By Jackie Hott
Faculty Member at American Military University
Do you embrace change or run from it? Make change work for you by having purpose, setting priorities, and designing a plan.
In graduate school, I realized that development occurs after some type of change whether it be positive or negative. That thought has accompanied me through the changes in my life. I feel safe knowing that, when faced with adversity, I will ultimately grow from the situation.
Certainly the type of change does impact how one will react and feel. “To thrive in life, we must be able to deal with change,” writes Laurie Maddalena. Regardless of how you react to change, it will occur, which is why it is important to have the tools needed in order to be successful.
There is change that happens to us and change that we instigate. Either way we have to make the experience work for us. How do we do that?
Making change work involves having a purpose, setting priorities, and designing a plan. I like to call this P3: purpose, priority, and plan
You have a home, family, career, and community that depend on you. Instead of choosing to ignore change, find your purpose and choose to take action.
Lynn Pace did just that. She is the wife of the former chairman of the Joint Chiefs of Staff, the military’s top ranking office. Pace spent years traveling the world with her husband and like many women had to deal with the daily adversities of being a wife and mother. During her 40 years of service to her family and country she found a purpose that allowed her to take action and move forward.
She helped countless service members and their families with various needs, visiting members in the hospital, finding ways to get supplies, opening doors for educational opportunities, and providing emotional support. Whether handling a move, a deployment, or other challenges that arose, she kept taking action and living a purpose filled life. She is an example of how choosing to find a purpose helps you capitalize on the alterations life presents.
Once you find a purpose, whether it is your family, career, volunteer work, or hobby, hold on to it! Make it a priority. When you evaluate your time and energy make sure that both align with your life priorities.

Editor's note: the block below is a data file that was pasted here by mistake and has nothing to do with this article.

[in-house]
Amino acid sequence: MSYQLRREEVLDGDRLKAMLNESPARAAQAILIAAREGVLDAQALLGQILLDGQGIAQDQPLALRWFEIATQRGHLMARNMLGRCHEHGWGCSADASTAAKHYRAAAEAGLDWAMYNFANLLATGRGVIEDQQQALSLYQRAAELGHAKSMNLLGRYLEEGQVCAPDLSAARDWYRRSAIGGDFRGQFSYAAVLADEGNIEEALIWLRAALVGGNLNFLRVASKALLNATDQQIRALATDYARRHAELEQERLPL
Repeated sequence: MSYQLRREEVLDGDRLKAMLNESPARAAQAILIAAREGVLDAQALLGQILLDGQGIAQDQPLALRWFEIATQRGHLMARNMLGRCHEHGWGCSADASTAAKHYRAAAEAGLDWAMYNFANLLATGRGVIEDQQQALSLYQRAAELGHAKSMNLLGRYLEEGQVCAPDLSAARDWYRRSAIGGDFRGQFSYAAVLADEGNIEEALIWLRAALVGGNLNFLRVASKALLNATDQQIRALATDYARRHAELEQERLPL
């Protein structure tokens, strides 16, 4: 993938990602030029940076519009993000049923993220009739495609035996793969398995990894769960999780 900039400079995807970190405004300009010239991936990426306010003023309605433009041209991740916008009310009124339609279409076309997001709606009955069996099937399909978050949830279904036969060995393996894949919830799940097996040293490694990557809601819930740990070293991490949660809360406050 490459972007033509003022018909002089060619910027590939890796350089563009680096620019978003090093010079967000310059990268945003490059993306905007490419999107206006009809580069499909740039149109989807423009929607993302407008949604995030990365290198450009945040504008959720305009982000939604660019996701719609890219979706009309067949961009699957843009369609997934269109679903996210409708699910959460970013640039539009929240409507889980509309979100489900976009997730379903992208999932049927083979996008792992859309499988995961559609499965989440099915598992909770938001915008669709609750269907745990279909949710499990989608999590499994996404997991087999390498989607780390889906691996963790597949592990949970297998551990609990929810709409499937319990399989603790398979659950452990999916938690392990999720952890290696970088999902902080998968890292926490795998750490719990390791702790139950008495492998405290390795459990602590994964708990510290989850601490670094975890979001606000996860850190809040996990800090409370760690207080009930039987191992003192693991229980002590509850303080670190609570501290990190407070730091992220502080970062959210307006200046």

When change occurs, ask yourself how the change connects to your purpose and what actions you will need to take in order to keep your priorities straight.
Chelle Brewer was honored in 2008 as the first national Military Spouse of the Year. She is the wife of an injured soldier, a mother of a special needs child, and a volunteer in her community. Brewer also created an organization that sends care packages to deployed soldiers.
She is not a victim of change but a change agent. She took action through aligning her time and energy with her priorities. Her priorities in turn support her purpose filled life.
Planning is the glue that holds everything together, allowing you to take change head on. Set up a meeting, organize a committee, sign up for a class, call a friend, or construct your resume. Other tools for planning include: making a task list, creating a schedule, constructing a calendar, writing in a journal, goal setting, and connecting with people.
One or all of these tools can be used to take that first step you need to plan for a move, get a new job, try a new hobby, or manage a loss. As S. Steinberg writes in the book Make Change Work For You, “Change your outlook and you can change your future.”
The next time you are faced with change stand up to it! Evaluate how the change aligns with your purpose, connects to your priorities, and can be accomplished using your time management skills.
Remember that growth comes from discomfort. Making decisions that strengthen your P3 will give you the foundation to deal with anything that comes your way.
About the Author
Jackie Nicholas Hott received her Bachelor’s degree in Education/Communication from Mary Baldwin College in 1989 and a Master’s degree in Education from Virginia Tech in 1993 focusing on College Student Personnel with a strong interest in Women’s Studies. Jackie is an instructor with American Military University. She teaches the Foundations of Learning course. Before coming to AMU, she taught elementary school, was the director for a nonprofit and worked at Shenandoah University in student affairs.
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